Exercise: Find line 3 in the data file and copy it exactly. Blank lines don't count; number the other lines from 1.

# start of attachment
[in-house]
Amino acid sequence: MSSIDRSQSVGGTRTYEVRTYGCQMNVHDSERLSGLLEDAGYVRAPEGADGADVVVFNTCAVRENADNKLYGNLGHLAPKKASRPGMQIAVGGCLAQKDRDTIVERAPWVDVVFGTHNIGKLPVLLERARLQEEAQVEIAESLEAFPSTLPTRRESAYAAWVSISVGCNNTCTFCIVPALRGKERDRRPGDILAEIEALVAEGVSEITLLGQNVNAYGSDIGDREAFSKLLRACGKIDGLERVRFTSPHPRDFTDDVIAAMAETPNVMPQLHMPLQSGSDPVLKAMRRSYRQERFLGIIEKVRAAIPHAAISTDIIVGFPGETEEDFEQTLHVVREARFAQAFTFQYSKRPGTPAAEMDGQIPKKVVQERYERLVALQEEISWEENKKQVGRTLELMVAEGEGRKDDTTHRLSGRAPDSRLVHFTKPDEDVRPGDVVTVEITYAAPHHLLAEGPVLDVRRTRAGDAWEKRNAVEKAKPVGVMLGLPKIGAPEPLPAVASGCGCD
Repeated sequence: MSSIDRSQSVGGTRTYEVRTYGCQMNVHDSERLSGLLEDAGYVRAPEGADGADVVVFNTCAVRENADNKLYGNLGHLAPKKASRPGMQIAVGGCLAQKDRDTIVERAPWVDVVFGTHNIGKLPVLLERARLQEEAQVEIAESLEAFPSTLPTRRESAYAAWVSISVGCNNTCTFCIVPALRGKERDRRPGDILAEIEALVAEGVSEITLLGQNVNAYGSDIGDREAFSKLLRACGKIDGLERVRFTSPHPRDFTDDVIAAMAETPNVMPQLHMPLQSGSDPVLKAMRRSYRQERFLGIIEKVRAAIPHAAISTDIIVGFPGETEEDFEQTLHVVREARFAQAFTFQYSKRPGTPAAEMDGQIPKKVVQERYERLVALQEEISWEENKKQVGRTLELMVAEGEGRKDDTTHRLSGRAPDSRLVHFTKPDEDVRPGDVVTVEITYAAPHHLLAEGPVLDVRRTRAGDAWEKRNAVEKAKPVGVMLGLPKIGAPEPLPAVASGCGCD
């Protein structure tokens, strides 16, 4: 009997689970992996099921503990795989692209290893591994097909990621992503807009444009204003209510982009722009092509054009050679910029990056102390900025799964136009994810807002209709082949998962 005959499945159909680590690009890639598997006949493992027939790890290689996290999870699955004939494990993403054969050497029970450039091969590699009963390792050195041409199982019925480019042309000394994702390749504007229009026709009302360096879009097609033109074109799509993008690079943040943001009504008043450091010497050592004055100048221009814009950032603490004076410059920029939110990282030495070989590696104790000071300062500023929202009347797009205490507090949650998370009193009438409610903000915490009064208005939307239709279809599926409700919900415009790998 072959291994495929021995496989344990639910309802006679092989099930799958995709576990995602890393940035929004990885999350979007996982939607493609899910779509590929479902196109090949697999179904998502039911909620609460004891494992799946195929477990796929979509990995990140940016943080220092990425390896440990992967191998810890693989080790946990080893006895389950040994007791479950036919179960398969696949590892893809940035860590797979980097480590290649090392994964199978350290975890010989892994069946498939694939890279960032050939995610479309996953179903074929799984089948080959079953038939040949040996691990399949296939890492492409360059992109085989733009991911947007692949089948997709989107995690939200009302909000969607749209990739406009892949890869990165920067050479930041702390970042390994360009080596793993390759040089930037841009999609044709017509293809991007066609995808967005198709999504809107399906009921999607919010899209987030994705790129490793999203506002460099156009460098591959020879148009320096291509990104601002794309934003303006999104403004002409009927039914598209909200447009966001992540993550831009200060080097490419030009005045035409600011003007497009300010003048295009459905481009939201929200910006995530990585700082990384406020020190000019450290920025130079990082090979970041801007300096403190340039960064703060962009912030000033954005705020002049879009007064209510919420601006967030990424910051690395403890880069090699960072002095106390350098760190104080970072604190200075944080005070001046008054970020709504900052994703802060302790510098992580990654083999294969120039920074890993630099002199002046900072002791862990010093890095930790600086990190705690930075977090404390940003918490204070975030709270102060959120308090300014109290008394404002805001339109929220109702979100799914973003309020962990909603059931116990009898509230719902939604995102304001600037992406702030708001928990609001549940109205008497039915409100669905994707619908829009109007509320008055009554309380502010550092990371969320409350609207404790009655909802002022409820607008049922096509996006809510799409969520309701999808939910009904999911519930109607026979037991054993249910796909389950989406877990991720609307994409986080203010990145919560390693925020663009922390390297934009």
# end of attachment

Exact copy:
Repeated sequence: MSSIDRSQSVGGTRTYEVRTYGCQMNVHDSERLSGLLEDAGYVRAPEGADGADVVVFNTCAVRENADNKLYGNLGHLAPKKASRPGMQIAVGGCLAQKDRDTIVERAPWVDVVFGTHNIGKLPVLLERARLQEEAQVEIAESLEAFPSTLPTRRESAYAAWVSISVGCNNTCTFCIVPALRGKERDRRPGDILAEIEALVAEGVSEITLLGQNVNAYGSDIGDREAFSKLLRACGKIDGLERVRFTSPHPRDFTDDVIAAMAETPNVMPQLHMPLQSGSDPVLKAMRRSYRQERFLGIIEKVRAAIPHAAISTDIIVGFPGETEEDFEQTLHVVREARFAQAFTFQYSKRPGTPAAEMDGQIPKKVVQERYERLVALQEEISWEENKKQVGRTLELMVAEGEGRKDDTTHRLSGRAPDSRLVHFTKPDEDVRPGDVVTVEITYAAPHHLLAEGPVLDVRRTRAGDAWEKRNAVEKAKPVGVMLGLPKIGAPEPLPAVASGCGCD